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Old Mar 24, 19, 6:35 am
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Originally Posted by joeyE View Post
How urgent of a situation is this? Meaning, is it ‘get on the ground immediately as the plane is in imminent danger’, or ‘find the nearest large oneworld hub to track down a spare part?’
After looking at the path, it seems like they could have diverted to Portugal or back to Madrid but instead flew a fairly significant distance up to London. Just wondering...
Clearly the pilot, after discussing the situation with the co-pilot and perhaps someone on the ground, made the determination that it was safe enough to continue to LHR at a reduced altitude and speed. They have zero incentive to take unnecessary risks just to get easier access to a spare part, or make passenger re-accommodation easier.
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Old Mar 24, 19, 8:16 am
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The announcement indicated that there was a crack in the cockpit windshield and they were losing pressure. I assumed it was a much smaller crack than what was actually present. The whole thing was pretty uneventful. The pilots seem to have handled the situation properly.
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Old Mar 24, 19, 10:06 am
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Originally Posted by joeyE View Post
How urgent of a situation is this? Meaning, is it ‘get on the ground immediately as the plane is in imminent danger’, or ‘find the nearest large oneworld hub to track down a spare part?’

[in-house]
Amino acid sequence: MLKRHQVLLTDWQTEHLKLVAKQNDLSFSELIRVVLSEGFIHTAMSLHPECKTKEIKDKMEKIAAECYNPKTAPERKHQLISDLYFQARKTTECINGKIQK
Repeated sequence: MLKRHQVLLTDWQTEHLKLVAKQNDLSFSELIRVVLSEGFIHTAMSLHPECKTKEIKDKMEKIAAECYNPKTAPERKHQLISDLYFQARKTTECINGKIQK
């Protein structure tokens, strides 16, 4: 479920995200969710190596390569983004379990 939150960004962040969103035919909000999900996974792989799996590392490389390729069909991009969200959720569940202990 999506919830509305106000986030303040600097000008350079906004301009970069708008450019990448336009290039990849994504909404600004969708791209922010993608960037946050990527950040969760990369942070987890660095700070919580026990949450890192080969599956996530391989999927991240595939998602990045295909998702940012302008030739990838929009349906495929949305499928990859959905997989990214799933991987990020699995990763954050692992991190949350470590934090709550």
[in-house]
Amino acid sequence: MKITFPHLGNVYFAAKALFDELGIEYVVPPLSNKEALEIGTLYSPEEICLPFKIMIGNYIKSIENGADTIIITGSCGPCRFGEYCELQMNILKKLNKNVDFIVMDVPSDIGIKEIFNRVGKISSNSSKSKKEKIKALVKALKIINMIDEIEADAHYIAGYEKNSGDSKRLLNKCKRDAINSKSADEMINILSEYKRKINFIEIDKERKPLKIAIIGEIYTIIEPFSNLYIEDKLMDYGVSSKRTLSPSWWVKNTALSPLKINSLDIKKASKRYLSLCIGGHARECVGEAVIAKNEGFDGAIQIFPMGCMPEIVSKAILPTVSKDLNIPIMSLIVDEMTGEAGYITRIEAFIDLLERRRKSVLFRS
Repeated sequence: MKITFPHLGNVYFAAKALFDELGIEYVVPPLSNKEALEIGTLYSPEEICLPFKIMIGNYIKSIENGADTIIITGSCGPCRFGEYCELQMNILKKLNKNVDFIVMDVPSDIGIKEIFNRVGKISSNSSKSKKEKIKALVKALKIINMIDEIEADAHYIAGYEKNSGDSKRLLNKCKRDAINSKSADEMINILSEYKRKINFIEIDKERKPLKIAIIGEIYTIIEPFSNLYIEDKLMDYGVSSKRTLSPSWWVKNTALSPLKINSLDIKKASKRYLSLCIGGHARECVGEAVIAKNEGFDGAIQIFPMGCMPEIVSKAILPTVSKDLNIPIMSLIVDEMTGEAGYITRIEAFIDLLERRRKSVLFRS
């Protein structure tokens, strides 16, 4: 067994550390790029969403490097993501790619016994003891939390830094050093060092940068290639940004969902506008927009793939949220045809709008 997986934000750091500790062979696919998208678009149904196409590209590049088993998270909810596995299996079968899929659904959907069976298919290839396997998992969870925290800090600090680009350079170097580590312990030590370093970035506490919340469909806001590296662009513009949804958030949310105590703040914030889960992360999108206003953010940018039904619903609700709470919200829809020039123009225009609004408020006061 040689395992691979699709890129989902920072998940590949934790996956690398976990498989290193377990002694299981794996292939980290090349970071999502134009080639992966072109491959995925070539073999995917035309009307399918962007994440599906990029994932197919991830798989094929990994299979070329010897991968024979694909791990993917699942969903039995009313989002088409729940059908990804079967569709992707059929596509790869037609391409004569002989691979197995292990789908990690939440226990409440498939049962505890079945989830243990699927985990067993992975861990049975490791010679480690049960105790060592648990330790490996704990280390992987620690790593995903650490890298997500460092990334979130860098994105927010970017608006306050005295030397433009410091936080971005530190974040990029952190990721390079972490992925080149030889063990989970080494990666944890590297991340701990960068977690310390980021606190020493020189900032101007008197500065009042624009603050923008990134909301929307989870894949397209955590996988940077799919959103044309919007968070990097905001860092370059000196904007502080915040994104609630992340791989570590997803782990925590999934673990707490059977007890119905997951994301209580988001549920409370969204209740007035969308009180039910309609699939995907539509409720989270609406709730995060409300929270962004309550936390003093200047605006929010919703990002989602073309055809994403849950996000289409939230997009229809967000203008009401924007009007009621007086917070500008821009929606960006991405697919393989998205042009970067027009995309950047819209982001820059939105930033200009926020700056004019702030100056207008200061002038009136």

After looking at the path, it seems like they could have diverted to Portugal or back to Madrid but instead flew a fairly significant distance up to London. Just wondering...
Plane seems NOT to have been in imminent danger if it descended to 10,000 MSL or below and proceeded to LHR, bypassing fields with long runways that could take a nearly fully laden and fueled 777. (It’s possible they’d have had to circle and dump fuel for some time to land at some nearer airports.)

Civil aviation requirements include supplemental oxygen on unpressurized aircraft above 10,000 feet. So, it appears the pilots descended and depressurized (normal pressurized cabin altitude for a 777 is ~8,000 feet MSL) and proceeded to a major airport where passengers could be rerouted and that had both engineers / mechanics and parts to address this.
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Old Mar 24, 19, 12:48 pm
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To the glass itself,

Aviation glass (windshields in particular) are pretty thick and safety laminated so that the glass holds together even if there is a crack. Similar to the windshield on your car if you have ever seen the aftermath of debris striking it. And depending on where the crack was in the glass - imagine looking at the profile of a Big-Mac, many layers put together, same concept on this glass - it could "look" a lot worse than it actually is.

That said, descending to FL100 and a slow cruise on over to LHR eliminated most of the pressure differential between cabin and atmosphere, leaving just wind resistance as the main force on the comprised glass surface.
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Old Mar 24, 19, 6:17 pm
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Originally Posted by SunkissedMommy View Post
Wow, that's seems like a major crack. Although I don't know in reality how severe a crack like that is. It would make me nervous. Did they announce the issue during flight?

they did, crew were seated for the remainder of the flight, basically.